If you’ve kept up with queer entertainment in the past several weeks you’ve heard some of the seemingly outlandish comments from Under the Candelabra star Michael Douglas and his assertion that performing oral sex can cause throat cancer. But putting aside Douglas’ personal (maybe too personal) business out there, was there any possible truth to what he said? Well yes, but maybe not how Douglas and other armchair physicians of the media have described. Here’s more:
Are gay men more at risk of throat cancer because of the sexual practice of fellatio?
That became a reasonable question after the revelation by actor Michael Douglas, star of the Liberace bio-pic on HBO, “Behind the Candelabra,” that throat cancer he battled in recent years was caused by the human papilloma virus (HPV), which can be transmitted via oral sex. Dr. Jeffrey Klausner, professor at the David Geffen School of Medicine at UCLA, notes there’s been a spike HPV-related throat cancer since the 1980s, now eclipsing HPV-related cervical cancer in women, and that twice as many men are developing HPV-associated throat cancer than women.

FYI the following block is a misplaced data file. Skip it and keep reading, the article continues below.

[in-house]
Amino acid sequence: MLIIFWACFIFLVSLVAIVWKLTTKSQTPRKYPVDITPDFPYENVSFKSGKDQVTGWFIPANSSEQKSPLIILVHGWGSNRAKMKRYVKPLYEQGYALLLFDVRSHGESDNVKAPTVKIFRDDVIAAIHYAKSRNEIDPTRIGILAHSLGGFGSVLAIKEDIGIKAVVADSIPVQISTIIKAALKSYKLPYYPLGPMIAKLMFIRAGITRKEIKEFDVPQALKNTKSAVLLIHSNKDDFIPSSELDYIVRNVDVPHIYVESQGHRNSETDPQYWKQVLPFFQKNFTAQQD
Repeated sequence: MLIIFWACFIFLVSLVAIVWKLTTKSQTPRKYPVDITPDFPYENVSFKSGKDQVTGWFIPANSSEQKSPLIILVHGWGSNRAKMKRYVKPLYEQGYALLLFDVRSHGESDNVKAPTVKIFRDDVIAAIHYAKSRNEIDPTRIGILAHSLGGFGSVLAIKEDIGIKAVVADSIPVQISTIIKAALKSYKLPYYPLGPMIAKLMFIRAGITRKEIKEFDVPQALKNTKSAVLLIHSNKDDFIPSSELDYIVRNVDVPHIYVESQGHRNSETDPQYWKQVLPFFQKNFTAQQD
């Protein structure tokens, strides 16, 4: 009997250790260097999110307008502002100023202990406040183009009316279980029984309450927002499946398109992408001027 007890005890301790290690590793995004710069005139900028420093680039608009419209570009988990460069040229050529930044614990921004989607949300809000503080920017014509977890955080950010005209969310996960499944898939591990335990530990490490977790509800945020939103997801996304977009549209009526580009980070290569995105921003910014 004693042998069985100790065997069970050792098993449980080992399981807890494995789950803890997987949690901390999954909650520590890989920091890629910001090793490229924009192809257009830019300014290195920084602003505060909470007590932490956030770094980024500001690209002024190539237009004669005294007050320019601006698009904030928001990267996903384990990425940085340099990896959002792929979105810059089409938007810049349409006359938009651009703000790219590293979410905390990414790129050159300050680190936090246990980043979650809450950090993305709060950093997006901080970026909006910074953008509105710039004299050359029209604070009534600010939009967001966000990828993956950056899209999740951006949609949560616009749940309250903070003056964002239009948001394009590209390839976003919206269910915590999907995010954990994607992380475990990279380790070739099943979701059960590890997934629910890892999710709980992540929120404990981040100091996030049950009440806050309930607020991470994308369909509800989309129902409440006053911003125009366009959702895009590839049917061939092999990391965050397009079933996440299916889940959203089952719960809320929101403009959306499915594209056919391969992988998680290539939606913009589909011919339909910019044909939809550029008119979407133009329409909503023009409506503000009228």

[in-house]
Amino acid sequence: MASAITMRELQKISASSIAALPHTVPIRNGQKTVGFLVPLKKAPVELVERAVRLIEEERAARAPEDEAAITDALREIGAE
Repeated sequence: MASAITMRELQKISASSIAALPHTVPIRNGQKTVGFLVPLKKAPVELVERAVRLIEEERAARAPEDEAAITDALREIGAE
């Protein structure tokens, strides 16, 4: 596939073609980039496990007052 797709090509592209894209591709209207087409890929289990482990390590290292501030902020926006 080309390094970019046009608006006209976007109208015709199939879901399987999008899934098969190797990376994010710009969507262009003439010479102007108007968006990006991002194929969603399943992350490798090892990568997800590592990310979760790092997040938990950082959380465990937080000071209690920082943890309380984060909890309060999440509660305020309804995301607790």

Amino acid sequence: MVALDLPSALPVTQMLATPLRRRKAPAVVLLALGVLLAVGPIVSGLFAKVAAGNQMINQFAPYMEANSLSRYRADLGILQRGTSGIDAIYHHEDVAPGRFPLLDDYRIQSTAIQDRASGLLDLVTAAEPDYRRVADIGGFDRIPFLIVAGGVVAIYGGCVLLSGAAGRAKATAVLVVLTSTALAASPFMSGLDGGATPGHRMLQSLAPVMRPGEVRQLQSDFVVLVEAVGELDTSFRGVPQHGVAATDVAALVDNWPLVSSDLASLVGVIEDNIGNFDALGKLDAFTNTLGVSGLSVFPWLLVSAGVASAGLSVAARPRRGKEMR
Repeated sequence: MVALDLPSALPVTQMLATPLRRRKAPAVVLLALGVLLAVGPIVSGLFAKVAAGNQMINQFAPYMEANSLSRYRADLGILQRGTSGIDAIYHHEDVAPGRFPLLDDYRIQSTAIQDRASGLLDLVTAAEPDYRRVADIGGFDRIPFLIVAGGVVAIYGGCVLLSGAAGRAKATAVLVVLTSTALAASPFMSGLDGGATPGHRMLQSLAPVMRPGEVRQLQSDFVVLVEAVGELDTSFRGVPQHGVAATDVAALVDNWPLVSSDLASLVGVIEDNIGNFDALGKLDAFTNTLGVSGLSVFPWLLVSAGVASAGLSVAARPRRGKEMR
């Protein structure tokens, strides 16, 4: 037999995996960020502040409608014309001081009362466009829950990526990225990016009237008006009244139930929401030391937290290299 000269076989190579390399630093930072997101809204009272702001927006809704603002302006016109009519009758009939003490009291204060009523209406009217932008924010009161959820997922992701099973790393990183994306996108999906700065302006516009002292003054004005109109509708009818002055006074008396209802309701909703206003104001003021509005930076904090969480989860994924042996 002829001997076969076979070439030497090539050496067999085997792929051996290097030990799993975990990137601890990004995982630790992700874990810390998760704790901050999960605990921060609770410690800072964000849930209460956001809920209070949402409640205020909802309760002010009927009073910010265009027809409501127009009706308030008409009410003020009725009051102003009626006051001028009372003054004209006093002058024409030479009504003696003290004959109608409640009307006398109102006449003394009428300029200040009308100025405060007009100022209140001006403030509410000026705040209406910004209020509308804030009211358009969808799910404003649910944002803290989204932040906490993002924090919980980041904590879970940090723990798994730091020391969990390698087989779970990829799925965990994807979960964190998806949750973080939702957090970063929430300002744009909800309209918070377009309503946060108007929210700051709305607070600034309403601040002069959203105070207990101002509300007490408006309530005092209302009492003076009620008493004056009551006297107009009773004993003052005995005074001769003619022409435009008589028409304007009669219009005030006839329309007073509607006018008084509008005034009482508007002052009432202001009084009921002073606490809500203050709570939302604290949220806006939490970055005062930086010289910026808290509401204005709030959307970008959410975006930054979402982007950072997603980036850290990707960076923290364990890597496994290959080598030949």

One recent article was skeptical of Douglas’s suggestion that cunnilingus could have been the transmission route because the act doesn’t create contact to the back of the throat. The implication was that gay men (and women) who perform fellatio may be at higher risk since there’s more back-of-the-throat action.
But Klausner, an infectious disease specialist, strongly disagreed, explaining that HPV is easily transmitted, and even deep kissing is a risk factor. And straight men, he noted, actually seem to have a slightly higher prevalence of oral HPV infection than gay men.
“There’s very good evidence that exclusively heterosexual men can have oral HPV infection,” Klausner said in an interview on my SiriusXM OutQ program, calling HPV “the genital cold,” and noting that most sexually-active people have evidence of HPV antibodies. “The CDC does a large study every year. They actually did an oral HPV survey in 2009 and 2010. And they looked at men who had same-sex partners and they looked at men who had opposite-sex partners.”
It’s also important to note like Dr. Klausner noted, this is not a gay disease and can happen to anyone that performs oral sex. In fact, research suggests that this particular strand of HPV as it relates to oral sex is found in straight heterosexual men than gay men or men who have sex with men.
Putting the celebrity drama aside for a moment, this media attention to this phenomenon should be just another reminder to take care of our health by practicing safe sex and taking all precautions and being tested regularly, regardless of sexual orientation.